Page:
Nivi: We skipped one tweet because I wanted to cover all of the tweets on the topic of the long-term. The tweet we skipped: “There are no get rich quick schemes. That’s just someone else getting rich off you.”
Naval: This goes back to the world being an efficient place. If there’s an easy way to get rich, it’s already been exploited. There are a lot of people who will sell you ideas and schemes on how to make money. But they’re always selling you some $79.95 course or some audiobook or seminar.
Which is fine. Everyone needs to eat. People need to make a living. They might actually have really good tips. If they’re giving you actionable, high-quality advice that acknowledges it’s a difficult journey and will take a lot of time, then I think it’s realistic.
But if they’re selling you some get rich quick scheme—whether it’s crypto or whether it’s an online business or seminar—they’re just making money off you. That’s their get rich quick scheme. It’s not necessarily going to work for you.
We don’t have ads because it would ruin our credibility
One of the things about this whole tweetstorm and podcast is that we don’t have ads. We don’t charge for anything. We don’t sell anything. Not because I don’t want to make more money—it’s always nice to make more money; we’re doing work here—but because it would completely destroy the credibility of the enterprise. If I say, “I know how to get rich, and I’m going to sell that to you,” then it ruins it.
When I was young, one of my favorite books on the topic was “How To Get Rich,” by Felix Dennis, the founder of Maxim Magazine. He had a lot of crazy stuff in there. But he had some really good insights too.
Whenever I read something by him or by GoDaddy founder Bob Parsons or Andrew Carnegie—people who are already very wealthy, and they clearly made their wealth in other fields, not by selling the how-to-get-rich line—they have a credibility. You just trust them.
They’re not trying to make money off of you. They’re obviously trying to win some status and some ego—you always have to have a motivation for doing something. But at least that’s a cleaner reason and why they’re probably not lying. They’re probably not fooling you. They’re not snowing you.
Every founder has to lie to every employee
At some level every founder has to lie to every employee of the company they have. They have to convince them, “It’s better for you to work for me than to do what I did and go work for yourself.”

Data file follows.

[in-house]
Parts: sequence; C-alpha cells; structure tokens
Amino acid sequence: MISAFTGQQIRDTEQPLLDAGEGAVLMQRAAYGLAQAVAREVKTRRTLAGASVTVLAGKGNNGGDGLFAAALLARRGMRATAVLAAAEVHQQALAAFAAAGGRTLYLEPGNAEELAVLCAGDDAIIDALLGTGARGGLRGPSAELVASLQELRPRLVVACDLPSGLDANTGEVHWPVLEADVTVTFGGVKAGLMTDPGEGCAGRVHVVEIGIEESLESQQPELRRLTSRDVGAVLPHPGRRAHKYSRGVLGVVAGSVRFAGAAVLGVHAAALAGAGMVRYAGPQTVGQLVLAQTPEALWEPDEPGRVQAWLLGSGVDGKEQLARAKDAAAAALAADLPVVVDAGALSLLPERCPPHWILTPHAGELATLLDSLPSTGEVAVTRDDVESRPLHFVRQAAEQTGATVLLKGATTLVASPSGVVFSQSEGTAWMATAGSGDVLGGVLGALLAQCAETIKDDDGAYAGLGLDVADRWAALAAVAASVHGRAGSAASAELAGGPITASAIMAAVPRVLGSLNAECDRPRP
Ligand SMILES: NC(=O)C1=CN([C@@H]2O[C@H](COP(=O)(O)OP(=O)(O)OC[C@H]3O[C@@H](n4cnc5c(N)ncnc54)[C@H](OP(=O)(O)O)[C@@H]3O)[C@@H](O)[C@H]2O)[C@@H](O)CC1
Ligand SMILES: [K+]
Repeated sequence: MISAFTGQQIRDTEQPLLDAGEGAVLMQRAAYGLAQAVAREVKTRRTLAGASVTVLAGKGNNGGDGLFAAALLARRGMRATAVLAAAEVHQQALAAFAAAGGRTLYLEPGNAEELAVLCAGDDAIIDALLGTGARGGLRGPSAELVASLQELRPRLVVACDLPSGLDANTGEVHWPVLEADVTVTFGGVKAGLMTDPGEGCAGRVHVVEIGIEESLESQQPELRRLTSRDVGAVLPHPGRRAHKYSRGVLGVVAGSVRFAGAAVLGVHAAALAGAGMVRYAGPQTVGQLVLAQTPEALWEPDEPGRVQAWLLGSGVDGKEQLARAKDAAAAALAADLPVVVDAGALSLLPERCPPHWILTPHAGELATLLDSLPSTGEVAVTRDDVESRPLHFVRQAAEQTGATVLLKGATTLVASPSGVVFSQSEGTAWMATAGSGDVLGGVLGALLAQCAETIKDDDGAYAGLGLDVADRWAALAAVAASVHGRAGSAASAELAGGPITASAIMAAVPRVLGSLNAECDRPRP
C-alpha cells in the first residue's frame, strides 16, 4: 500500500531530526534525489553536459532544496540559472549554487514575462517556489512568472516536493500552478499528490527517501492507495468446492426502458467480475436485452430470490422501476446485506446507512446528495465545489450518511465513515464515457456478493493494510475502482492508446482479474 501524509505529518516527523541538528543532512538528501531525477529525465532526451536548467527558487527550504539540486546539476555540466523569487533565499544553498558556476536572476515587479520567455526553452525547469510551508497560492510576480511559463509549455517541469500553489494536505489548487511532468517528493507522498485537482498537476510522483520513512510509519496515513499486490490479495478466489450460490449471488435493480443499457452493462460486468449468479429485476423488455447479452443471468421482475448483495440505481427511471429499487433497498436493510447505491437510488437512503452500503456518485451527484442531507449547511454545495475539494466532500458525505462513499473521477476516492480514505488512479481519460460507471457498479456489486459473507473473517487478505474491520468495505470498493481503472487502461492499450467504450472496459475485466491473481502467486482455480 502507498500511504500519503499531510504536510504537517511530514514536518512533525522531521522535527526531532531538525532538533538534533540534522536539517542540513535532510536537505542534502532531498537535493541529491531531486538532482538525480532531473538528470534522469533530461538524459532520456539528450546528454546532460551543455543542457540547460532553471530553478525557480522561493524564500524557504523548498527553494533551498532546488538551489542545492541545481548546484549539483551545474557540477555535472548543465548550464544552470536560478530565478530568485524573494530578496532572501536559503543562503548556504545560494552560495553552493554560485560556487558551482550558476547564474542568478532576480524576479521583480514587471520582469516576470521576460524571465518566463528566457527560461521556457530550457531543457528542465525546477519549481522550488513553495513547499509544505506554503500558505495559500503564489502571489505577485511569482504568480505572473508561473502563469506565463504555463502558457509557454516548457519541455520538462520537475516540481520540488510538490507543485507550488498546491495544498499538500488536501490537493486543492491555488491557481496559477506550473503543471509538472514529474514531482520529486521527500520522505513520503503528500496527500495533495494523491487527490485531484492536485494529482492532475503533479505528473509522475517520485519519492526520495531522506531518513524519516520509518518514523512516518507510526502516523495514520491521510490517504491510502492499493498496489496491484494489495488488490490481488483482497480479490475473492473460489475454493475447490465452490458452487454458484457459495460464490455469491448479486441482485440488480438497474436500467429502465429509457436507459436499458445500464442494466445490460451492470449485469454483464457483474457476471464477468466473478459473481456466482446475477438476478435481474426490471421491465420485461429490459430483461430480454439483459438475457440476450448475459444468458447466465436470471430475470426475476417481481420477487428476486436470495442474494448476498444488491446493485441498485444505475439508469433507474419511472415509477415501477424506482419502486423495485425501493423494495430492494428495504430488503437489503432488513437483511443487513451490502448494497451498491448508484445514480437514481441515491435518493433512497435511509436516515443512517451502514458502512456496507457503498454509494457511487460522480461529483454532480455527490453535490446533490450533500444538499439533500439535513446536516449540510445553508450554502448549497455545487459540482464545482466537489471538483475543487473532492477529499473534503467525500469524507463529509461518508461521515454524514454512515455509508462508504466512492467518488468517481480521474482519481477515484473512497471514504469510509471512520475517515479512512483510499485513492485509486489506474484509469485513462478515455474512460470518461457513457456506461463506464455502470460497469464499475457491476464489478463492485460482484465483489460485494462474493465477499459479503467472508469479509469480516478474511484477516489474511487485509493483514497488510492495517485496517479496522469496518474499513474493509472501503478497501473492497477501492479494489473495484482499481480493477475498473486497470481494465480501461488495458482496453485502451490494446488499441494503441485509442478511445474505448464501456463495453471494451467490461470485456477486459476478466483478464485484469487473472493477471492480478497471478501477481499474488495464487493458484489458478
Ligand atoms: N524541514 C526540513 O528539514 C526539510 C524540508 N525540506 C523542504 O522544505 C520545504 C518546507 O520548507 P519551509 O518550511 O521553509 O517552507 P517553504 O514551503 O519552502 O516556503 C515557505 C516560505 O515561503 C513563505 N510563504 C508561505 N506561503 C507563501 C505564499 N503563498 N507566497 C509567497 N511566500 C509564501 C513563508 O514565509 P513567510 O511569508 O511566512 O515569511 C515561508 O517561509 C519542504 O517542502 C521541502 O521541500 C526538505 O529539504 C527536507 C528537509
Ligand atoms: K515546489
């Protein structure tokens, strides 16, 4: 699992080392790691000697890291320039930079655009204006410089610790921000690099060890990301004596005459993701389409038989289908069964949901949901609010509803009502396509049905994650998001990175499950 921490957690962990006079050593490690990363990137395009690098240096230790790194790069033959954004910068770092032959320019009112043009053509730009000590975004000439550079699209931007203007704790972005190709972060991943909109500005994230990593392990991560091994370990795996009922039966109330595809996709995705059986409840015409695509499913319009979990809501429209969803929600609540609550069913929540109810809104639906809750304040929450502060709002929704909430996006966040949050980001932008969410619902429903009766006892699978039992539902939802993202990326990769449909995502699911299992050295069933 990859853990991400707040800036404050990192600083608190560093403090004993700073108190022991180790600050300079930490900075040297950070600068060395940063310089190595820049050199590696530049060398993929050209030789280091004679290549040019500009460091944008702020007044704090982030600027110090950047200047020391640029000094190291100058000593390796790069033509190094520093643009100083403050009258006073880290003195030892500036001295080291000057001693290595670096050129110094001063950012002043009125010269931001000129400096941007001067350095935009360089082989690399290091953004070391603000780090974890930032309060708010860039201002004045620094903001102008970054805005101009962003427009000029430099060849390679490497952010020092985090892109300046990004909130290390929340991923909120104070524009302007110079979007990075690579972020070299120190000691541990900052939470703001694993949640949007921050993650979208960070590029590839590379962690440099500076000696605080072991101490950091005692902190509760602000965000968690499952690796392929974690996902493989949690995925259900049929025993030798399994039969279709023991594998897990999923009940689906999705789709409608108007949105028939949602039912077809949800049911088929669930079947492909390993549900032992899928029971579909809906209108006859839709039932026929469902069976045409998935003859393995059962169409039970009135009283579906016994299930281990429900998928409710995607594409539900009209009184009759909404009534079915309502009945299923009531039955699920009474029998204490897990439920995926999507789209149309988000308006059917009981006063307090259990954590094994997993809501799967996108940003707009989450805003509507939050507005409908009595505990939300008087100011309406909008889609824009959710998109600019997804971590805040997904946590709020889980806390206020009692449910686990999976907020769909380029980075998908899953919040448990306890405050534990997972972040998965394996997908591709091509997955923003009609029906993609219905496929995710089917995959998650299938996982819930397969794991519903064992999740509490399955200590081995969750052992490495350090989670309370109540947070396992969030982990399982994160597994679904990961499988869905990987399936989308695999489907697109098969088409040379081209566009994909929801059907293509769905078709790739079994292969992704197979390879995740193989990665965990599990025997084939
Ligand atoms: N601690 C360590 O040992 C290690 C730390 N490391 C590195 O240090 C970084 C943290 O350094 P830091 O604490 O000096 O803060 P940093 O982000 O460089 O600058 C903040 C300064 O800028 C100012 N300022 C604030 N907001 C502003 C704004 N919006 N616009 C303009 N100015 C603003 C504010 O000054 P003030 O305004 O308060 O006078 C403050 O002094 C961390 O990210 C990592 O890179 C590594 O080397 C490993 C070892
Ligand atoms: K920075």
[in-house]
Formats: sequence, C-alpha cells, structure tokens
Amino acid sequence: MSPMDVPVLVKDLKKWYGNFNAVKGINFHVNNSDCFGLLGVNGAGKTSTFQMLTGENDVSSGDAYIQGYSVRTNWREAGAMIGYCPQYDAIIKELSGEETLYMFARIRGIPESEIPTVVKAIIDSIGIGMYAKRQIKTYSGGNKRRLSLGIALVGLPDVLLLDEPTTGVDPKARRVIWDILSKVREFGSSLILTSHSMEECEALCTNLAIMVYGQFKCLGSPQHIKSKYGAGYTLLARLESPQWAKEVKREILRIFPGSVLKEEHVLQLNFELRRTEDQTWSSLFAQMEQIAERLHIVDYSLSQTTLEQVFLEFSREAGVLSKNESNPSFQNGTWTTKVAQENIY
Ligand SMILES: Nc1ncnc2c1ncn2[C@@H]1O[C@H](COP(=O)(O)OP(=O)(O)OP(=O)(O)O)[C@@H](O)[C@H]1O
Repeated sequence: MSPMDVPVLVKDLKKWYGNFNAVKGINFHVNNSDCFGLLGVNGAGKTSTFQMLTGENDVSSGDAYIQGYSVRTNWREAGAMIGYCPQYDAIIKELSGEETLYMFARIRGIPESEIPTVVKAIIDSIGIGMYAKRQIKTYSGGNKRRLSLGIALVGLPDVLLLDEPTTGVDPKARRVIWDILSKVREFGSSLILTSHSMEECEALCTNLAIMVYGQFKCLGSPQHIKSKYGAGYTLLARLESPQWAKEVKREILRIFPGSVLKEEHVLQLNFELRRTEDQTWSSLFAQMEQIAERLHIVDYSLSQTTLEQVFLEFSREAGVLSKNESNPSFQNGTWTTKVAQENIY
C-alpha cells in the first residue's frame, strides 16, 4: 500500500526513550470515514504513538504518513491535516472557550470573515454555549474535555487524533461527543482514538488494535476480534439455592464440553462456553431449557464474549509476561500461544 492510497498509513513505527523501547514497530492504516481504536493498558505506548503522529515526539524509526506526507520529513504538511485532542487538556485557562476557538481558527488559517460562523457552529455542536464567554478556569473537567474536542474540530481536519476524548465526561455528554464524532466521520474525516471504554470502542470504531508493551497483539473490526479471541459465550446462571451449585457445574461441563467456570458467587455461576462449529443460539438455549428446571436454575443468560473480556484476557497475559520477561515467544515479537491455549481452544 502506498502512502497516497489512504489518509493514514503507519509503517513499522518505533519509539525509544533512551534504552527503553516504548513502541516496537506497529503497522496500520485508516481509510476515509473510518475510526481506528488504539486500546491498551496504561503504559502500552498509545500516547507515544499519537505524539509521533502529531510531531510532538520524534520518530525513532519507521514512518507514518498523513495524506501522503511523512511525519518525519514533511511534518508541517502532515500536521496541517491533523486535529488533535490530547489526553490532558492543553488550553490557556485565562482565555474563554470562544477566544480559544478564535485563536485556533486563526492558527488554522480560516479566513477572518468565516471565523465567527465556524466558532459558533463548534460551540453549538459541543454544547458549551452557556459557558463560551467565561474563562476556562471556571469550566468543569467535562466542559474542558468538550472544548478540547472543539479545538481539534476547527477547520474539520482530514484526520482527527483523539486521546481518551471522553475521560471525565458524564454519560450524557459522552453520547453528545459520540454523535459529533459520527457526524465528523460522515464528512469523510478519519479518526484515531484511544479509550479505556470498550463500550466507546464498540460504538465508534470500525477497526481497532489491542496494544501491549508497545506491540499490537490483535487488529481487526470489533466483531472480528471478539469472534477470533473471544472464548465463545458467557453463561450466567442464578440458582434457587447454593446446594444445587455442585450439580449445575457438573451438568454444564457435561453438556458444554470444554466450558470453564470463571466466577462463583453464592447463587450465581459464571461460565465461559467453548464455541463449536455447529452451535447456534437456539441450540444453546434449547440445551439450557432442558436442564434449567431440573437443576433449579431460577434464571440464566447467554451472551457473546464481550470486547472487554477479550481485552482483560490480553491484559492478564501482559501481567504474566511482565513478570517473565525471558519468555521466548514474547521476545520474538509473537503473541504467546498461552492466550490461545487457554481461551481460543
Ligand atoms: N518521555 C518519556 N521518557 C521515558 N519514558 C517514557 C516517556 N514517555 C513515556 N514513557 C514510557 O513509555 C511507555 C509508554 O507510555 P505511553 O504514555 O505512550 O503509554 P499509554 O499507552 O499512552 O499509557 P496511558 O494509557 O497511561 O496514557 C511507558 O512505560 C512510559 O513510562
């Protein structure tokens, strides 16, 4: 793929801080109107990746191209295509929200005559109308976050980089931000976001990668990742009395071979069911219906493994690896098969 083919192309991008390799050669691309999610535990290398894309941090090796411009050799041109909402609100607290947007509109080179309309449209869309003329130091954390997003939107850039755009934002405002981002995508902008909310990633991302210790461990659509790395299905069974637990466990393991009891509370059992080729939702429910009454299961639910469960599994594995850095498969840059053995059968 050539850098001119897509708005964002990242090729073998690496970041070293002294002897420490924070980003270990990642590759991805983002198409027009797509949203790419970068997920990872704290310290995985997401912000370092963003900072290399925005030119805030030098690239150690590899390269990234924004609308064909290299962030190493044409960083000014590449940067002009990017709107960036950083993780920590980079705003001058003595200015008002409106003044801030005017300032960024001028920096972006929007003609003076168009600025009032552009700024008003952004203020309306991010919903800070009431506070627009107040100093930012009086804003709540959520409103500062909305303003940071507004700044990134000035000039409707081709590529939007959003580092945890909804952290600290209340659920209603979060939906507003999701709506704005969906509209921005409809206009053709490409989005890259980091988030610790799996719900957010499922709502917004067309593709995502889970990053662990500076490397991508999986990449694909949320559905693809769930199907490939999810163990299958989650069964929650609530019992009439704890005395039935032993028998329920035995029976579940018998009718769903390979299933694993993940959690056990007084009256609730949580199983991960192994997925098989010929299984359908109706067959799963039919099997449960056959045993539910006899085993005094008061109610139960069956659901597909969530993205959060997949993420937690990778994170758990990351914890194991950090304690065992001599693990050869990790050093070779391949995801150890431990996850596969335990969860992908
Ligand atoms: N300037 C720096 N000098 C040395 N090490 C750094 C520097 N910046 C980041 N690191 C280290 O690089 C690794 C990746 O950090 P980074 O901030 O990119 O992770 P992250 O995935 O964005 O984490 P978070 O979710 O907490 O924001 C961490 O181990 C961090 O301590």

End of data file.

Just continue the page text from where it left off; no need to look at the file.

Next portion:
I’ve always had a hard time with that.
The only honest way to do this, in my opinion, is to tell the entrepreneurs I recruit: “You’re going to be entrepreneurial in this company, and the day you’re ready to start your own next thing, I’m going to support you. I’m never going to get in the way of you starting a company. But this can be a good place for you to learn how to build a good team and build a good culture; how to find product-market fit; how to perfect your skills; and to meet some amazing people while you figure out exactly what it is you’re going to do. Because positioning, timing and deliberation are very important when starting a company.”
What I’ve never been able to do is to look them in the face and say, “You must be at your desk by 8 a.m.” Because I’m not going to be at my desk by 8 a.m. I want my freedom. I’ve never been able to say to them, “You’re great at being a director today, and you’ll be a VP tomorrow,” putting them into that cold career path track. Because I don’t believe in it myself.
Anyone giving advice on how to get rich should have made their money elsewhere
If anyone is giving advice on how to get rich and they’re also making money off of it, they should have made their money elsewhere. You don’t want to learn how to be fit from a fat person. You don’t want to learn how to be happy from a depressed person. So, you don’t want to learn how to be rich from a poor person. But you also don’t want to learn how to be rich from somebody who makes their money by telling people how to be rich. It’s suspect.
Nivi: Any time you see somebody who’s gotten rich following some guru’s advice on getting rich, remember that in any random process, if you run it long enough and if enough people participate in it, you will always get every single possible outcome with probability one.
Naval: There’s a lot of random error in there. This is why you have to absolutely and completely ignore business journalists and economist academics when they talk about private companies.
I won’t name names, but when a famous economist rails on Bitcoin, or when a business journalist attacks the latest company that’s IPO’ing, it’s complete nonsense. Those people have never built anything. They’re professional critics. They don’t know anything about making money. All they know is how to criticize and get pageviews. And you’re literally becoming dumber by reading them. You’re burning neurons.
I’ll leave you with a quote from Nassim Taleb that I liked. He said, “To become a philosopher king, start with being a king, not being a philosopher.”
Nivi: I’m glad you brought up Taleb, because I was going to finish this by saying: remember the title of his first book, “Fooled By Randomness.”
Naval: One of the reasons we’re a little vague in this podcast is because we’re trying to lay down principles that are timeless, as opposed to giving you the winning lottery ticket numbers from yesterday.